Tuesday, February 15, 2011

Okay, I'll Multiply: One Times One Equals One

I'm not really part of a social circle that encourages me to reproduce for religious reasons, but apparently there are still religious communities in which there is pressure to have children as part of some larger holy mission. A few of the childfree sites banter back and forth about the "be fruitful and multiply" quotation from a current English-language translation of what many simply refer to as "The Bible." For now, I will focus on one tiny fraction of the religious universe: an unrepresentative sampling of early 21st century US English-speaking Christianity, mostly Protestant and/or evangelical.

Before I can really contribute my two cubits, I have to agree to some things just for the sake of argument, whether I really believe them or not. Let's assume that the most common current English-language versions of the Bible are more or less consistent with each other. Let's assume that it matters to me what they say. Let's assume that the variations in the versions of the Bible over the past nearly 4000 years don't really matter, that there was some clear, single, original intent to the document, and that the original intent has been well preserved into the present versions. Let's assume my very old memories of (Protestant) Sunday school and church and very superficial theological studies since then are enough to generate evidence to make a good case.

By the way, I call them "versions" of the Bible because that is what they are from a historical standpoint, and because that is the label found on most of them: New International Version, Revised Standard Version, King James Version, etc.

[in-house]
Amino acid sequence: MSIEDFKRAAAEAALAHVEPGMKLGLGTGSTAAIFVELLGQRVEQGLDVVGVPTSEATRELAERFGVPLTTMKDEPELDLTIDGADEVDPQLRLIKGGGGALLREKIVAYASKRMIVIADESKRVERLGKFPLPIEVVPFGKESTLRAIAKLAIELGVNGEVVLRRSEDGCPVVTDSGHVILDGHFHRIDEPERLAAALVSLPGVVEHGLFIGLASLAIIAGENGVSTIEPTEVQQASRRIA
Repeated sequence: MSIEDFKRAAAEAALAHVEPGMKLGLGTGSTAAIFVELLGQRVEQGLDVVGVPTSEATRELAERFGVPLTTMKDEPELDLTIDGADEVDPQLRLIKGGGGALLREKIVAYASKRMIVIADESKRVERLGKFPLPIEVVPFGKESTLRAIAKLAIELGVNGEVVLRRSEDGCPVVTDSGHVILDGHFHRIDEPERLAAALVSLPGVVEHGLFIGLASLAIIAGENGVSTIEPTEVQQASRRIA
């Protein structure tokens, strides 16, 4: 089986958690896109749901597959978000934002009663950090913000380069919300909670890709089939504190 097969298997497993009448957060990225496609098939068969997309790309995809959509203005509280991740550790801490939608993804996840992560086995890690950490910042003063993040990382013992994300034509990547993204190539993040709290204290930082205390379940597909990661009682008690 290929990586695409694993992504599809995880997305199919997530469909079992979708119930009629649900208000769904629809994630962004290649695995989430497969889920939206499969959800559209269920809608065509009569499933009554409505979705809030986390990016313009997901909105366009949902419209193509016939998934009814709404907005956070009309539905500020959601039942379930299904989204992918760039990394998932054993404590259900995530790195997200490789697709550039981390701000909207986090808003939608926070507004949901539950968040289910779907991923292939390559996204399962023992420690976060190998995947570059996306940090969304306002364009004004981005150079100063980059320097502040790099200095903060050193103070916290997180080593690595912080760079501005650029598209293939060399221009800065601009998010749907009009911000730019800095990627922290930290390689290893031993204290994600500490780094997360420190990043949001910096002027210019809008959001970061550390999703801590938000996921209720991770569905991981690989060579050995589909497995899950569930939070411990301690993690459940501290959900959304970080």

Here's what I've noticed:

Even if the Bible unambiguously says God wants me to have a kid, and I'm not sure that it does, but even if it did, I wonder where that command/wish fits in with all the other imperatives in The Bible that very few present-day Christians follow. For example, according to what I remember, the Bible also tells me:

1. Don't eat cheeseburgers or bacon.
2. Don't shave my face.
3. Don't wear blended fabrics -- no cotton-poly blend or cotton-wool blend.
4. Eat bread with a sweaty forehead.
5. Rich people can't get into heaven.
6. Disobedient children deserve the death penalty. (And, be ready to cut open even your well-behaved son if a voice you hear tells you to.)

Then there's that limited-edition 17th Century print run of a Bible in England that included the misprint "Thou shall commit adultery." The printers recalled the books and managed to get most of them out of circulation. I call it a "misprint," but that is of course a very value-laden term and suggests a real bias on my part. I can see how that version could in fact reinforce the command to procreate....

Now, I can see the most powerful way to counter my list is to say the Bible is not necessarily meant to be taken literally in all cases. Even the most diehard literalist Christian fundamentalists leave some wiggle room for metaphor and allegory and possible mistranslation. ("No, see the 'Eye of the Needle' was actually an opening in the wall around Jerusalem, and camels COULD go through it if they hunched a little."  Or "Well, it doesn't mean 'no other gods before me' literally, it's more like don't put money ahead of God and stuff like that.")

To the suggestion that the Bible is not meant to be taken literally word-for-word, I say:  EXACTLY.

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